Replying to Jeff Sparrow’s Arguement On the Social Significance of the Arizon Massacre

 

Jeff Sparrow wrote on the Overland Blog that the Tuscon murders cannot be considered isolated events but are evidence of  “profound social crisis” that seems to go by the name of “the normalisation of violence” and is principally caused by the Wars in Iraq and Afghanistan. I am not so sure that this is accurate. Doubt comes from indications of a greater age and origin of the crisis, but also, I am generally of the opinion that violent images don’t promote violence, the apparent cause of the crisis in Jeff’s analysis.  Jeff’s prognosis here seems to rely upon questionable assumptions conducive to authoritarian conclusions.

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The Love of Violence Behind Dole Bludger Bashing: A Obvious if Often Overloooked Fact

Dole bludgers are on the nose again but it is unclear for what reason. There have been reports that there are 40,000 young people in neither employment or some form of education there were also reports that Centrelink has slackened its discipline regime somewhat but in the context of growing prosperity the decrease in productivity these figures announce hardly seems disastrous. Nevertheless, Tony Abbott has proposed time limits on unemployment benefits and options for relocation to mining jobs for the under 30s in order to tackle the problem.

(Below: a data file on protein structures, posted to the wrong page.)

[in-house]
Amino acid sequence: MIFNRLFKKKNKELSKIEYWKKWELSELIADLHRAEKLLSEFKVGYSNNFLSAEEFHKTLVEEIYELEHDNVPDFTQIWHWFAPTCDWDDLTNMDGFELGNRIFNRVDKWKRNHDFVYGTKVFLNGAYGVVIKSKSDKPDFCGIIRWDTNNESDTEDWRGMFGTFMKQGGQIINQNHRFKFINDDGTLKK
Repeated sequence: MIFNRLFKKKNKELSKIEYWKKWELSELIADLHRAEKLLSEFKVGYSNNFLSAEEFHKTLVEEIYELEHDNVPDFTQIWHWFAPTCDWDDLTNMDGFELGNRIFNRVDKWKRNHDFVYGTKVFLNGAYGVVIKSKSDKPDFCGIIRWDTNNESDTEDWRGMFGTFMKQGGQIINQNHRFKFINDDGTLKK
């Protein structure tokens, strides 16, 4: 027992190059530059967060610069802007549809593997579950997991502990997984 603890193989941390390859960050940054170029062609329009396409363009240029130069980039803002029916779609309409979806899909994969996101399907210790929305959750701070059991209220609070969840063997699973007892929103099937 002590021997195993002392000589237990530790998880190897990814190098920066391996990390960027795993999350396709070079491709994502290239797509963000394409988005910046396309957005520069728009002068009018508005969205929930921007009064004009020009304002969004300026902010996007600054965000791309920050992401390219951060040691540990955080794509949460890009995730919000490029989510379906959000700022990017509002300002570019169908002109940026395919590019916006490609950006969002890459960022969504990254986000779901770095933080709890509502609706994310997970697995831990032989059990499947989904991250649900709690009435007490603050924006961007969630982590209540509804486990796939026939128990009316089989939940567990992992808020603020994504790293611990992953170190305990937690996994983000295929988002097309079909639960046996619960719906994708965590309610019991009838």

Perhaps his motivation lies in the political productivity of bashing the dole bludger or perhaps it is the fear that if these recalcitrants don’t start doing the work in the Pilbara and other remote centres of mineral wealth the admittance of browns, blacks and yellows might be required. And there is always the motivation voiced so well by the Australian newspaper in its editorial on the issue: greater productivity on the part of the population being a good in itself.

The second motivator, racism, seems to fit well with the election campaign being built by Tony Abbott. It fits nicely with policies to contain our migration intake, encourage Aussie mums to push out more little whiteys – Tony’s government funded paternity leave being nothing more than baby bonuses ranging up to $75,000 proportional to income – and policies to tighten border control. The efficiency aspect is a nice little accompanier; it looks good in the context of the government waste campaign he is running with the Australian. But the first motivator, a joy for violence, a joy at bashing the dole bludger, must not be discounted.

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